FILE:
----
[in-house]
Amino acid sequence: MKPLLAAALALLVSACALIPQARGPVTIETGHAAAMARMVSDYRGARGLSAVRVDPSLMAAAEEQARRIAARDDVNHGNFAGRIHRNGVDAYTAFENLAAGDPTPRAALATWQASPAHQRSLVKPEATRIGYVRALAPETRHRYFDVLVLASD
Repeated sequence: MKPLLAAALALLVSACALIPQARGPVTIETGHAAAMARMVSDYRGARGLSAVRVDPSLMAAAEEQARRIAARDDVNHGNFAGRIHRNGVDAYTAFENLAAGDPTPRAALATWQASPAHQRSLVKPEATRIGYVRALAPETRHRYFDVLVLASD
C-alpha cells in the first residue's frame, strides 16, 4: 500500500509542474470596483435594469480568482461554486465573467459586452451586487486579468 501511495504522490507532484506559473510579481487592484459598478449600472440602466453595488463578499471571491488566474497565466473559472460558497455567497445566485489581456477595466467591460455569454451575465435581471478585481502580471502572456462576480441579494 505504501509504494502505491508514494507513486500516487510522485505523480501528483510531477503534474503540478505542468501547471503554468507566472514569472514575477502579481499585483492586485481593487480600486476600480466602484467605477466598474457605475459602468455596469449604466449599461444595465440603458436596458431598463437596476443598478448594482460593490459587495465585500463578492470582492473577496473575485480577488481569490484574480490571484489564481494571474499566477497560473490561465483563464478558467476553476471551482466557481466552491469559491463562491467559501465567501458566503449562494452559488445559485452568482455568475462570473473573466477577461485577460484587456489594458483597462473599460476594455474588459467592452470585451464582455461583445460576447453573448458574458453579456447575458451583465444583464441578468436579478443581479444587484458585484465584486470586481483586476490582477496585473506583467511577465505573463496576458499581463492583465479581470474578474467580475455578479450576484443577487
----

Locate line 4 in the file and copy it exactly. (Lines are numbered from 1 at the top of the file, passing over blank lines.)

C-alpha cells in the first residue's frame, strides 16, 4: 500500500509542474470596483435594469480568482461554486465573467459586452451586487486579468 501511495504522490507532484506559473510579481487592484459598478449600472440602466453595488463578499471571491488566474497565466473559472460558497455567497445566485489581456477595466467591460455569454451575465435581471478585481502580471502572456462576480441579494 505504501509504494502505491508514494507513486500516487510522485505523480501528483510531477503534474503540478505542468501547471503554468507566472514569472514575477502579481499585483492586485481593487480600486476600480466602484467605477466598474457605475459602468455596469449604466449599461444595465440603458436596458431598463437596476443598478448594482460593490459587495465585500463578492470582492473577496473575485480577488481569490484574480490571484489564481494571474499566477497560473490561465483563464478558467476553476471551482466557481466552491469559491463562491467559501465567501458566503449562494452559488445559485452568482455568475462570473473573466477577461485577460484587456489594458483597462473599460476594455474588459467592452470585451464582455461583445460576447453573448458574458453579456447575458451583465444583464441578468436579478443581479444587484458585484465584486470586481483586476490582477496585473506583467511577465505573463496576458499581463492583465479581470474578474467580475455578479450576484443577487